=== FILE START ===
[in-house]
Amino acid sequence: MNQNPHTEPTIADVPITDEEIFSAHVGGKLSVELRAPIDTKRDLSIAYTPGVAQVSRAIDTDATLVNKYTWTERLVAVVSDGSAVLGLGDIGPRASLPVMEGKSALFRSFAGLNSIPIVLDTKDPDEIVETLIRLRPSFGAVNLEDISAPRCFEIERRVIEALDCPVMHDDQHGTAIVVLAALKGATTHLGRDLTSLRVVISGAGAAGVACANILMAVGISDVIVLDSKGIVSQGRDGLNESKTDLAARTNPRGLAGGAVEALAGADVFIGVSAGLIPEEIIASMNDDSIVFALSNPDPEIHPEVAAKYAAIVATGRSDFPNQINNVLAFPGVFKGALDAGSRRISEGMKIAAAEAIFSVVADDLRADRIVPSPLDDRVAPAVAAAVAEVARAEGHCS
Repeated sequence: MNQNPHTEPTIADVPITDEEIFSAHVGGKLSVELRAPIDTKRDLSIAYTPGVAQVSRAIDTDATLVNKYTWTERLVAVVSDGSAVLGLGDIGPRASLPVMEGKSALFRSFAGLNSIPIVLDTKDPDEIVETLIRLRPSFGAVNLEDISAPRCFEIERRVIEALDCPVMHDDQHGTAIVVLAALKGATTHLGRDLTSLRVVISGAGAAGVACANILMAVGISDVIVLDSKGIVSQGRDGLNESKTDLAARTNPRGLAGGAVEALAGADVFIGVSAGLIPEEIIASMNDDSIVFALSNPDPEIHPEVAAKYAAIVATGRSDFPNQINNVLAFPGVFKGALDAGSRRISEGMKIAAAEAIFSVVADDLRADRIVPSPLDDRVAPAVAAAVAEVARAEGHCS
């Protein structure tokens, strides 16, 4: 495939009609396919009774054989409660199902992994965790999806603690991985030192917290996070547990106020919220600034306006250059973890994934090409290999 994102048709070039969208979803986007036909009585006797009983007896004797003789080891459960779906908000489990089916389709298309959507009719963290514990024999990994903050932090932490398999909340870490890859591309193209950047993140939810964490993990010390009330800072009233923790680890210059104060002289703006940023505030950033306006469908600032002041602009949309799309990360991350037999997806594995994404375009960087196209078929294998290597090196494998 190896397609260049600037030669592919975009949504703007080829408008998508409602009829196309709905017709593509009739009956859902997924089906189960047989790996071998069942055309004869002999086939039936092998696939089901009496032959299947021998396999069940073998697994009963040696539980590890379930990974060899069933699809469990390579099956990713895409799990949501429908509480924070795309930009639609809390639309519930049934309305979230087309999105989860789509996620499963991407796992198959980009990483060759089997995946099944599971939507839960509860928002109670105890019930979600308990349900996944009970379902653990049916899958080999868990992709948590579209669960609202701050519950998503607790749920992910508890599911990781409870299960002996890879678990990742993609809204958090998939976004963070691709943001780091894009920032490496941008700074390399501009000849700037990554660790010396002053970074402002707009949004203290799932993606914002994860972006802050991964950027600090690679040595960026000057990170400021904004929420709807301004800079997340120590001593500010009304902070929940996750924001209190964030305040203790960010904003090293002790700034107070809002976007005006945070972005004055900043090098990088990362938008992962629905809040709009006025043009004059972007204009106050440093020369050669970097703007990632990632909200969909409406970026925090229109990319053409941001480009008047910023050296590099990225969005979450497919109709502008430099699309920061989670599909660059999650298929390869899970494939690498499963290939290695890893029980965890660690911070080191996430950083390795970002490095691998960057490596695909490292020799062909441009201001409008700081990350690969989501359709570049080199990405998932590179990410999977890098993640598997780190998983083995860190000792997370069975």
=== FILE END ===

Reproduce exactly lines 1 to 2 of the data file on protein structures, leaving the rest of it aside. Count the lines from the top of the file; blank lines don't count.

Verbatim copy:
[in-house]
Amino acid sequence: MNQNPHTEPTIADVPITDEEIFSAHVGGKLSVELRAPIDTKRDLSIAYTPGVAQVSRAIDTDATLVNKYTWTERLVAVVSDGSAVLGLGDIGPRASLPVMEGKSALFRSFAGLNSIPIVLDTKDPDEIVETLIRLRPSFGAVNLEDISAPRCFEIERRVIEALDCPVMHDDQHGTAIVVLAALKGATTHLGRDLTSLRVVISGAGAAGVACANILMAVGISDVIVLDSKGIVSQGRDGLNESKTDLAARTNPRGLAGGAVEALAGADVFIGVSAGLIPEEIIASMNDDSIVFALSNPDPEIHPEVAAKYAAIVATGRSDFPNQINNVLAFPGVFKGALDAGSRRISEGMKIAAAEAIFSVVADDLRADRIVPSPLDDRVAPAVAAAVAEVARAEGHCS